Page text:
Associate Professor Skye Wassens & Nick Whiterod. (Aquasave)
This contingency monitoring project is monitoring the current population of juvenile golden perch in the Yanga National Park floodplain (Tala and Yanga Lakes) to establish spawning times of the cohort and relate to prevailing flow conditions.
It will integrate findings with data from previous surveys done in 2018 for the Native and invasive fish dispersal, spawning and trophic dynamics during a managed river-floodplain connection project which coincided with a watering action in 2018 timed to coincide with the golden perch's key breeding time, based on the model of how golden perch respond in rivers.
From those surveys the researchers found that resident adults from the floodplain responded to the inundation by moving short distances up the floodplain creeks, spawning and recruiting all within the floodplain.
While it was very dry the following year (2019) with limited environmental water available, the research team, while doing routine sampling of Tala Creek and even though the creek which was completed disconnected from the river throughout the year, discovered golden perch with total lengths consistent with those of young-of-year fish - an indication that the fish may have spawned under low flow conditions or during late summer to early autumn.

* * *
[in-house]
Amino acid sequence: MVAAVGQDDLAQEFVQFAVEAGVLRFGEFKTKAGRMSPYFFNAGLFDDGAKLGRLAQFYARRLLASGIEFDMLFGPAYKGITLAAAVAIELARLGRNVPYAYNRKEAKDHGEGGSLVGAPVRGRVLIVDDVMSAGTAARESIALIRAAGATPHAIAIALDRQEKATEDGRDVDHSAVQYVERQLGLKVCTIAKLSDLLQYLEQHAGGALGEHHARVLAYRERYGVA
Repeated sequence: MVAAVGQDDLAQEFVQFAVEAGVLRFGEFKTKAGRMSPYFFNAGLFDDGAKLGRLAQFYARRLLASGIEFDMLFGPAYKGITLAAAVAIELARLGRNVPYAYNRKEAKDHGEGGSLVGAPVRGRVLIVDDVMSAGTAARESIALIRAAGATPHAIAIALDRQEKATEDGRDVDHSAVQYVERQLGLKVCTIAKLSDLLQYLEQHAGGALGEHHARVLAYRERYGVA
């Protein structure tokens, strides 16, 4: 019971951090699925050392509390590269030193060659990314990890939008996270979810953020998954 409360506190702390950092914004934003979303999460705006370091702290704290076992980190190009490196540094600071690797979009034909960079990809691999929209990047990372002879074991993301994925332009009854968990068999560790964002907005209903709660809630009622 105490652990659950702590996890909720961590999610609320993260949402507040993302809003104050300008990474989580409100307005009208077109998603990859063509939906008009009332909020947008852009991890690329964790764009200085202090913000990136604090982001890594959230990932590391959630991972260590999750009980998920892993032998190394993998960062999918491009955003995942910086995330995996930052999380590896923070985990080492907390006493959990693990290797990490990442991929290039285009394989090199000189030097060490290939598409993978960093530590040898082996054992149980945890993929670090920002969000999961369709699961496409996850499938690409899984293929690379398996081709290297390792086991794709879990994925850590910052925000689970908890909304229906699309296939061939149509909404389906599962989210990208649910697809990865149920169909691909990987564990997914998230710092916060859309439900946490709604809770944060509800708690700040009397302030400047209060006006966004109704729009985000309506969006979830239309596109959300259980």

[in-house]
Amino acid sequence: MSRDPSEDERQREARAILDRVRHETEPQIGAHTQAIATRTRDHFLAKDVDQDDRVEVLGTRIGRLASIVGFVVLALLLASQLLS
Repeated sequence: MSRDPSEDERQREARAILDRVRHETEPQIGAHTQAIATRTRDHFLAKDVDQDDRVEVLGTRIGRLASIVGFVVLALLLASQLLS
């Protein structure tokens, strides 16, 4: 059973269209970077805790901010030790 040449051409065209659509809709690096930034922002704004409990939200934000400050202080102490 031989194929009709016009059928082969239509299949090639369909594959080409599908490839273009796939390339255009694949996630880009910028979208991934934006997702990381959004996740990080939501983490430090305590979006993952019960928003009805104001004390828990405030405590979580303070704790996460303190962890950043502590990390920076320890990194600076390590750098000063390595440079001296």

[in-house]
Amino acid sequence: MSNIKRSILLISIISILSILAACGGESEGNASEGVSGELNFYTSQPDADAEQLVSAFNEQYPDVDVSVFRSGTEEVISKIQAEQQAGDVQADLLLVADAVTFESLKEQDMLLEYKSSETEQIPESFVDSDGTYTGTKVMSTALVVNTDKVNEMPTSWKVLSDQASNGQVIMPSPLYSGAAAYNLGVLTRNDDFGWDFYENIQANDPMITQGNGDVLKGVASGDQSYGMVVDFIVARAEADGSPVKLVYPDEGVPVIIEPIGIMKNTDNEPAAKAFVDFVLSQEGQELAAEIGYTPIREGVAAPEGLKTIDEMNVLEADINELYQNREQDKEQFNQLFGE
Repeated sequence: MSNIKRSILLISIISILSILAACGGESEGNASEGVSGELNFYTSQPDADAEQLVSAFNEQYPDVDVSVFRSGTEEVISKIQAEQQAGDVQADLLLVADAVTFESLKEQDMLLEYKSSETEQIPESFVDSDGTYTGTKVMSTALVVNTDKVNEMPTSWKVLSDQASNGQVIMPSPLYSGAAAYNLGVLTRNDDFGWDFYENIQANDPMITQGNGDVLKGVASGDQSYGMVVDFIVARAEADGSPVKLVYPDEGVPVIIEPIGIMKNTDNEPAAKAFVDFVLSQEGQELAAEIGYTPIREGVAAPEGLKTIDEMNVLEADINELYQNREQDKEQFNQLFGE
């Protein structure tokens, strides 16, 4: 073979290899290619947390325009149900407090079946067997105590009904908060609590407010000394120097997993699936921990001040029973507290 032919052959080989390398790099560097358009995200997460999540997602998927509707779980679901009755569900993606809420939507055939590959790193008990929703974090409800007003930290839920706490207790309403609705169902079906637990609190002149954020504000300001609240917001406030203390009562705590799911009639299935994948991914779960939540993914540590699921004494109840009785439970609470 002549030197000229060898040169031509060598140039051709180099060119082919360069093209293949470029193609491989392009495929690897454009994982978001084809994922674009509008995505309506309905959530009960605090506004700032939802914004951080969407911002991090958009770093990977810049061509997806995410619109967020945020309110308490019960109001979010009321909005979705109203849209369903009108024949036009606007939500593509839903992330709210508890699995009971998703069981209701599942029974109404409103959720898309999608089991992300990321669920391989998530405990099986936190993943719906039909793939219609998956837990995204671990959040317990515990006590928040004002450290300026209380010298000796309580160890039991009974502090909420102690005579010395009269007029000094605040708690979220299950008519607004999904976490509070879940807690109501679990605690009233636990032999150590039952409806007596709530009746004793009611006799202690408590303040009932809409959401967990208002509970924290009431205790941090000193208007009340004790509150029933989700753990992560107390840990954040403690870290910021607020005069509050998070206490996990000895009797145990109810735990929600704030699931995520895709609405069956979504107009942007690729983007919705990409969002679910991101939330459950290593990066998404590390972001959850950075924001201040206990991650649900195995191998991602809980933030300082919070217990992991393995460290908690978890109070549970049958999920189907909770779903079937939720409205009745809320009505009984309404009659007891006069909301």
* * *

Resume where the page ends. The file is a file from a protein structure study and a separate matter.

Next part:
With a release of Commonwealth environmental water into the system in October 2020, the team returned to the area to collect and age golden perch in the system before watering commenced.
In February/March 2021 (Stage 2) the researchers will return to the area to assess again what impact the watering action has had on the fish.
From this work the researchers expect to:
This work will inform management strategies for the floodplain Golden Perch population and contribute to broader knowledge of Golden Perch spawning and recruitment. It is also expected to lead to a much better understanding of the dynamics between native fish and the floodplains in general and could lead to the long-term goal of introducing 'lost' species such as Murray hardyheads and Olive perchlets to a few high priority locations once the hydrological regime and ecological function of those locations has been restored.
Skye Wassens email